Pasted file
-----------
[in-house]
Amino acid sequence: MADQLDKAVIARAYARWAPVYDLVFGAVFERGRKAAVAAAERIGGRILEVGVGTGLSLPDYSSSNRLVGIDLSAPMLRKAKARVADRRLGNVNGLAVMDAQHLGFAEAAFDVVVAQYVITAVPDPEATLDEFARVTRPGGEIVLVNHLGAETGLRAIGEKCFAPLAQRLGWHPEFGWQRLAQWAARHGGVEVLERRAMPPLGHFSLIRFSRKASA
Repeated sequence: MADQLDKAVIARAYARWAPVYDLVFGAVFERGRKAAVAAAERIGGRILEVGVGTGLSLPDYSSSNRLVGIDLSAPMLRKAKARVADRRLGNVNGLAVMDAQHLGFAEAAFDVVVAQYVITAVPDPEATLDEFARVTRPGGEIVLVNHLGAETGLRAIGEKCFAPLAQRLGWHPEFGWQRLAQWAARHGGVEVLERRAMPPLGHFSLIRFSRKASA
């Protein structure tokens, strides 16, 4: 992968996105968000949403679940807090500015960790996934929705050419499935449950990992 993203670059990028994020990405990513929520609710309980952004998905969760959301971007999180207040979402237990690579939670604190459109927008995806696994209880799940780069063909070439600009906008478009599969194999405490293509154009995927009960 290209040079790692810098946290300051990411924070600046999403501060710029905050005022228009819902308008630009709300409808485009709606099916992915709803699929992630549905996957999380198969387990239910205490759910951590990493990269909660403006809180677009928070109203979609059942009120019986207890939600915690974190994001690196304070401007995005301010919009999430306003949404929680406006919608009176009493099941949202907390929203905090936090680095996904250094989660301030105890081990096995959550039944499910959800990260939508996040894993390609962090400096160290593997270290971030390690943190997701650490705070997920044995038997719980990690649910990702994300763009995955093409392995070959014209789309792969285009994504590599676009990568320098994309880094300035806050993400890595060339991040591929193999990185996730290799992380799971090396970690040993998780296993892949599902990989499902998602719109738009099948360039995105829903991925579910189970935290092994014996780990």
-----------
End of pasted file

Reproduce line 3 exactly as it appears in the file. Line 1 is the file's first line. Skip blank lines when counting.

Repeated sequence: MADQLDKAVIARAYARWAPVYDLVFGAVFERGRKAAVAAAERIGGRILEVGVGTGLSLPDYSSSNRLVGIDLSAPMLRKAKARVADRRLGNVNGLAVMDAQHLGFAEAAFDVVVAQYVITAVPDPEATLDEFARVTRPGGEIVLVNHLGAETGLRAIGEKCFAPLAQRLGWHPEFGWQRLAQWAARHGGVEVLERRAMPPLGHFSLIRFSRKASA